German female scammer who admitted to scamming victims over $200k says she’s not sorry

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A German con artist who admitted to scamming victims out more than $200,000 says she’s not sorry for anything she did. Anna Sorokin was sentenced to four to 12 years prison for swindling more than $200k via fake identity as socialite.

“The thing is, I’m not sorry.” “I’d be lying to you and to everyone else and to myself if I said I was sorry for anything. I regret the way I went about certain things.” 28-year-old Anna Sorokin told The New York Times in a jailhouse interview on Friday, May 10th. “I’m not a good person”, she said.

Sorokin admitted to scamming banks, hotels and wealthy New Yorkers. She was arrested in October 2017 and put in detention until last month when she was convicted on multiple counts of larceny and theft. Her four to 12 years prison sentence on Thursday May 9 drew international attention and media headlines. Netflix and HBO are reportedly working on shows based on Sorokin’s scams.

Anna Sorokin

According to prosecutors, Anna Sorokin, who was born in Russia, used a fake identity as a German heiress named Anna Delvey to scam victims out of more than $200,000.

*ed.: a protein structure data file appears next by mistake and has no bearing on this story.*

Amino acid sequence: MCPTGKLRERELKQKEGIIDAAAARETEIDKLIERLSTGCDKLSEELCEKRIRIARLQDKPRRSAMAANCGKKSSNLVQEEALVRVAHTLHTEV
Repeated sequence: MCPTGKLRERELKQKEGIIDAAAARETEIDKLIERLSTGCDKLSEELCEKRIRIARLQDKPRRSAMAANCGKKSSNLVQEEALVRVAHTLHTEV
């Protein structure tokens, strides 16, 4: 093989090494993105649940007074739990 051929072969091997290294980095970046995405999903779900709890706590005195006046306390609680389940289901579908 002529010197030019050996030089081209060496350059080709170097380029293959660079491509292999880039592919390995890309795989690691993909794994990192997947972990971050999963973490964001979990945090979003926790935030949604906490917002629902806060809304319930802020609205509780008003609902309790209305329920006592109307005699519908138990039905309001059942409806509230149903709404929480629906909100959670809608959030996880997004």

Prosecutors said Anna defrauded banks and socialites into believing she was a very rich person with a net worth of $67 million (60 million euros). They said she once applied for a $22 million loan to fund a private arts club, complete with exhibitions, installations and pop-up shops, and pretended to be rich in her loan application. When the loan application was denied, Anna Sorokin persuaded one bank to lend her $100,000, and she didn’t pay back.

U.S. Immigrations and Customs Enforcement reportedly said it will seek to deport her to Germany following her release from state prison.

According to sources, Sorokin apologized “for the mistakes I made” when she was sentenced on Thursday, but sounded differently in two interviews with the Times at the Rikers Island jail complex.

She said she always intended to pay back her creditors, which included banks, two hotels and a private jet company.

From left, Guido Cacciatori, Gro Curtis, Giorgia Tordini and Anna Sorokin at a fashion industry party in 2014.

A week before her sentencing, Sorokin admitted during interview that she falsified some bank records. She said she did it because she had a big dream, and that she had wanted to start a $40 million private club. She said that her potential investors pushed her to open it as a condition before they can put up their own money.

The German female scammer said she never told her wealthy friends that she had millions of dollars, they just assumed it.

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